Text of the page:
“It’s like a door opening and the sun shining through”.
According to a recent international survey, one in six Irish adults has problems reading and writing. The National Adult Literacy Agency is an independent charity committed to making sure people with literacy and numeracy difficulties can fully take part in society and have access to learning opportunities that meet their needs.
Maurice Sammon has been a student at the Waterford ETB Adult Education Centre for three years. Here, he tells his story.
“The digs and slaps you get in school are nothing. It’s the laughter that stays with you.”
I left school when I was thirteen. I had a nervous disability which meant I wasn’t able to learn as quickly as everyone else, and back in those days there weren’t many provisions for someone who had learning difficulties.
If I was looking at a word, and there was any sort of pressure on me to read it, I would just go blank.
Unfortunately, the teachers’ favoured method of helping students to “catch up” in those days was to embarrass them. To make you write something on the blackboard in front of everyone. The digs and slaps you get in school are nothing. It’s the laughter that stays with you. The embarrassment of the other kids saying ‘there’s something wrong with that fellow’.
That was my first experience of school. It wasn’t pleasant.
Hiding the truth
I went straight into work without the ability to read or write, and spent the next forty years hiding that fact. I remember one time a girl I was going out with brought me back to meet her parents and they were real family people.
They wanted to play scrabble. I was out of there like a shot. She thought it was extremely strange but what hope did I have? I was good enough to be brought to meet her parents, so I must have impressed her in some way, but she didn’t have a clue of what was really going on.
It takes brains to fool people, and I did that for 40 years.
My ‘big secret’ made me introverted – I didn’t get on with people very well. I couldn’t apply for jobs in case I was asked to sign a form, or to read something. I couldn’t learn a skill like carpentry or block-laying, because there were exams that I wouldn’t be able to take because of my reading and writing.
I hid it because I believed it was a weakness. I always believed that I was less than everyone else.
My way of dealing with it was to hit the bottle. I developed an alcohol addiction. Then about three years ago, I suffered a nervous breakdown. While I was lying in hospital I thought, ‘I have to put all this behind me. I have to make the best of the life I’ve got left.’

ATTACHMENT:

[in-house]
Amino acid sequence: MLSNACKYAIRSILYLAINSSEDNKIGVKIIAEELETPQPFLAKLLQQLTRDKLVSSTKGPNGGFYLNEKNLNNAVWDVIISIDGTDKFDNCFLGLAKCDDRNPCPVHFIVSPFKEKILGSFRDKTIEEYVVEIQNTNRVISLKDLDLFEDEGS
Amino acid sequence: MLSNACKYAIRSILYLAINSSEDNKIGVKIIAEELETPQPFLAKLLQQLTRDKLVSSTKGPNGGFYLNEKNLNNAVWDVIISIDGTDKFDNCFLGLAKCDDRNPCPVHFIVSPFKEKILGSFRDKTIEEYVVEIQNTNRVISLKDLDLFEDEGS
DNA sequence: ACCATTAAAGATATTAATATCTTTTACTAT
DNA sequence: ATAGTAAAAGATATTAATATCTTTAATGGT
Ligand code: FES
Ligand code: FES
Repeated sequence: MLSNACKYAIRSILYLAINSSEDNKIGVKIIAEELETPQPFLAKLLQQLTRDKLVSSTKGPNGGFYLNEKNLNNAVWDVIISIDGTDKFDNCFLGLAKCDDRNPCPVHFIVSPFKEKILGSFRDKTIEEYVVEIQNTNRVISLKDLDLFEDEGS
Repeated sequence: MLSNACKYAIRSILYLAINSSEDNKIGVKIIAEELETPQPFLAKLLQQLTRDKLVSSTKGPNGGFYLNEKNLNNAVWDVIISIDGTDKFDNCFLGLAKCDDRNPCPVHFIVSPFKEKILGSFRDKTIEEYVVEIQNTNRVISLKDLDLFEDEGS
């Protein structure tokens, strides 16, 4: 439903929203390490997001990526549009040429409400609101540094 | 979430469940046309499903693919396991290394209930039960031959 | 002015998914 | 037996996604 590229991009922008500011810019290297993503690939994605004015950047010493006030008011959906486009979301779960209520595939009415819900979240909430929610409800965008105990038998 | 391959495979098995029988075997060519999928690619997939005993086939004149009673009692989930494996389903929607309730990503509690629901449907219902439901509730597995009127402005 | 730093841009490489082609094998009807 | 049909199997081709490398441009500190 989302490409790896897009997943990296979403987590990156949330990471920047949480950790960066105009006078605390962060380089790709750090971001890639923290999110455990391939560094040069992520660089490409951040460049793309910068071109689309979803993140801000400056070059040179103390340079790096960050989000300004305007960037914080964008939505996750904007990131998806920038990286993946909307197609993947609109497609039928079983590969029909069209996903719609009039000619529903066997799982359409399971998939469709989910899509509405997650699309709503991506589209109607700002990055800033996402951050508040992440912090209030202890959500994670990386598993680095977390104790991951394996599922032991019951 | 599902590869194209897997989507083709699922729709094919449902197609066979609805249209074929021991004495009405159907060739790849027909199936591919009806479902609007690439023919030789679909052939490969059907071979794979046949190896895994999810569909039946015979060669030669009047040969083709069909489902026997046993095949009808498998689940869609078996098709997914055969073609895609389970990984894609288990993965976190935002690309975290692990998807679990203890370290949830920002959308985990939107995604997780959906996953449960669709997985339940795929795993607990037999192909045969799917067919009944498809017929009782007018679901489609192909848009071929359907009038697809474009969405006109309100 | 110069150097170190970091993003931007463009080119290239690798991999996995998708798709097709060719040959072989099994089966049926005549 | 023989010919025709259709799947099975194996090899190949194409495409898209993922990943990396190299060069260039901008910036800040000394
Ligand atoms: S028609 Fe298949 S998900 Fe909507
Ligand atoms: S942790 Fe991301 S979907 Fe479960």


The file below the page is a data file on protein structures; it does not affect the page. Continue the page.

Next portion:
Taking the first step
I went down to the Adult Education Centre in Waterford. I was nervous but the Tutor Emma, really put me at ease. The next part was simple.
She asked me what I’d like to learn, and I replied ‘I’d like to be able to read and write with confidence.’
They took it from there, and within twelve months I was reading. It’s such a gift.
Mags is my direct tutor, and I remember one day at the beginning she told me ‘Maurice there’s nothing wrong with your reading. You just need to allow yourself to read.’ That day, it was like a door opened and the sun shone in.
After that it all seemed to fall into place for me. I joined a writer’s group and I even write short stories. The ideas were always up in my head but I could never get them down on paper. I still find spellings tough but I know I will get it. I don’t believe you’re ever too old to learn. You learn every day of your life and I hope I never stop learning.
The one skill I picked up going back to education was confidence. It’s something I never really had. I have a genuine love for learning and I can never express my gratitide. Who knows, if I had this years ago, I may never have hit the bottle.
I try to do something that makes me uncomfortable every day, because that’s how you grow.
If my story can help anyone to make the decision to return to education, then my honesty is worth it.
Find your local adult education centre, walk into the office and ask for help. The people at NALA want to help you, but they’re not mind readers. They won’t come and find you.
You need to make that first step yourself.
For more information, or to find a list of local ETB adult education courses near you, head here.